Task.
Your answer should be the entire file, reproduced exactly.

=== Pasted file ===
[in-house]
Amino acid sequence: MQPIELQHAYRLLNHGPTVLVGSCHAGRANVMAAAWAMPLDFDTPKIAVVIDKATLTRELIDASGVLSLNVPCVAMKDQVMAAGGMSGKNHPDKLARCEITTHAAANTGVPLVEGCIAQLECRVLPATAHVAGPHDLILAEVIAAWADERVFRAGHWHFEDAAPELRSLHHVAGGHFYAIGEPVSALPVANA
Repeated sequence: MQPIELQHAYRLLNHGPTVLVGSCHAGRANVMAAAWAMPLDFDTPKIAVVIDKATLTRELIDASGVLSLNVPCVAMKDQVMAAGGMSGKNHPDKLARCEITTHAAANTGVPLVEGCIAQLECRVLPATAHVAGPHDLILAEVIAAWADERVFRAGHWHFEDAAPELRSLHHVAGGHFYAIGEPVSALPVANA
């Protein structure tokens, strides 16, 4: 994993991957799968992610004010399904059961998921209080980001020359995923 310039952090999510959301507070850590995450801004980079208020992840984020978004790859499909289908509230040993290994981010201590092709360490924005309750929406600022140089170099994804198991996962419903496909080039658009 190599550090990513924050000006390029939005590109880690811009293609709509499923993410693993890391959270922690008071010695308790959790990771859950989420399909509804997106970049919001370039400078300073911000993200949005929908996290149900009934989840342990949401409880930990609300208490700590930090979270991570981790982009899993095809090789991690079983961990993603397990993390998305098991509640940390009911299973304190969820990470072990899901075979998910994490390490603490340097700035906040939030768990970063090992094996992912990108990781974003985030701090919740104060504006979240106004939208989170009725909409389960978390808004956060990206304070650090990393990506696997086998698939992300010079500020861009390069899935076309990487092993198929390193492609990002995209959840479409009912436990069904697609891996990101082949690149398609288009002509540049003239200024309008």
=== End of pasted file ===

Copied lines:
[in-house]
Amino acid sequence: MQPIELQHAYRLLNHGPTVLVGSCHAGRANVMAAAWAMPLDFDTPKIAVVIDKATLTRELIDASGVLSLNVPCVAMKDQVMAAGGMSGKNHPDKLARCEITTHAAANTGVPLVEGCIAQLECRVLPATAHVAGPHDLILAEVIAAWADERVFRAGHWHFEDAAPELRSLHHVAGGHFYAIGEPVSALPVANA
Repeated sequence: MQPIELQHAYRLLNHGPTVLVGSCHAGRANVMAAAWAMPLDFDTPKIAVVIDKATLTRELIDASGVLSLNVPCVAMKDQVMAAGGMSGKNHPDKLARCEITTHAAANTGVPLVEGCIAQLECRVLPATAHVAGPHDLILAEVIAAWADERVFRAGHWHFEDAAPELRSLHHVAGGHFYAIGEPVSALPVANA
């Protein structure tokens, strides 16, 4: 994993991957799968992610004010399904059961998921209080980001020359995923 310039952090999510959301507070850590995450801004980079208020992840984020978004790859499909289908509230040993290994981010201590092709360490924005309750929406600022140089170099994804198991996962419903496909080039658009 190599550090990513924050000006390029939005590109880690811009293609709509499923993410693993890391959270922690008071010695308790959790990771859950989420399909509804997106970049919001370039400078300073911000993200949005929908996290149900009934989840342990949401409880930990609300208490700590930090979270991570981790982009899993095809090789991690079983961990993603397990993390998305098991509640940390009911299973304190969820990470072990899901075979998910994490390490603490340097700035906040939030768990970063090992094996992912990108990781974003985030701090919740104060504006979240106004939208989170009725909409389960978390808004956060990206304070650090990393990506696997086998698939992300010079500020861009390069899935076309990487092993198929390193492609990002995209959840479409009912436990069904697609891996990101082949690149398609288009002509540049003239200024309008």